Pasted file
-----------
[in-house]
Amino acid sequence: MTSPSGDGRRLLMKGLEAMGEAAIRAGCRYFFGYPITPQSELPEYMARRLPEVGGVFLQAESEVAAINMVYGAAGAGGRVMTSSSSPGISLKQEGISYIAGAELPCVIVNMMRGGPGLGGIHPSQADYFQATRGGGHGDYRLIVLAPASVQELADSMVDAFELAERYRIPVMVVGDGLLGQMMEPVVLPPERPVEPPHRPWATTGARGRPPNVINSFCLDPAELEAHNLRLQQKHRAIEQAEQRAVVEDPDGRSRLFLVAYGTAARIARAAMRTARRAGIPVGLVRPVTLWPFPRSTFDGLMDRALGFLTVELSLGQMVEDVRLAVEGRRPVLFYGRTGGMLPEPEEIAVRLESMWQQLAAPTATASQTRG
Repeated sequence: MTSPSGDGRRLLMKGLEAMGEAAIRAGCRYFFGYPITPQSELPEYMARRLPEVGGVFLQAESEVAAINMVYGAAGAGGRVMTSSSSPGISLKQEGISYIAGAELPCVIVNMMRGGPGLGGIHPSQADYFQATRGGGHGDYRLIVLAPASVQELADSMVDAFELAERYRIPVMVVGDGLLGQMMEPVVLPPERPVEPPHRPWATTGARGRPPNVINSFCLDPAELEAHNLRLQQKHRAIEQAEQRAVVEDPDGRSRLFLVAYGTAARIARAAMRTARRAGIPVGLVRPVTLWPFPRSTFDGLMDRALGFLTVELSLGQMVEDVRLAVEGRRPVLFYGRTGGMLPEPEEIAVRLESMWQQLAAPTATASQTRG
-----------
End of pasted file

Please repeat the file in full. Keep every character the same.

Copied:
[in-house]
Amino acid sequence: MTSPSGDGRRLLMKGLEAMGEAAIRAGCRYFFGYPITPQSELPEYMARRLPEVGGVFLQAESEVAAINMVYGAAGAGGRVMTSSSSPGISLKQEGISYIAGAELPCVIVNMMRGGPGLGGIHPSQADYFQATRGGGHGDYRLIVLAPASVQELADSMVDAFELAERYRIPVMVVGDGLLGQMMEPVVLPPERPVEPPHRPWATTGARGRPPNVINSFCLDPAELEAHNLRLQQKHRAIEQAEQRAVVEDPDGRSRLFLVAYGTAARIARAAMRTARRAGIPVGLVRPVTLWPFPRSTFDGLMDRALGFLTVELSLGQMVEDVRLAVEGRRPVLFYGRTGGMLPEPEEIAVRLESMWQQLAAPTATASQTRG
Repeated sequence: MTSPSGDGRRLLMKGLEAMGEAAIRAGCRYFFGYPITPQSELPEYMARRLPEVGGVFLQAESEVAAINMVYGAAGAGGRVMTSSSSPGISLKQEGISYIAGAELPCVIVNMMRGGPGLGGIHPSQADYFQATRGGGHGDYRLIVLAPASVQELADSMVDAFELAERYRIPVMVVGDGLLGQMMEPVVLPPERPVEPPHRPWATTGARGRPPNVINSFCLDPAELEAHNLRLQQKHRAIEQAEQRAVVEDPDGRSRLFLVAYGTAARIARAAMRTARRAGIPVGLVRPVTLWPFPRSTFDGLMDRALGFLTVELSLGQMVEDVRLAVEGRRPVLFYGRTGGMLPEPEEIAVRLESMWQQLAAPTATASQTRG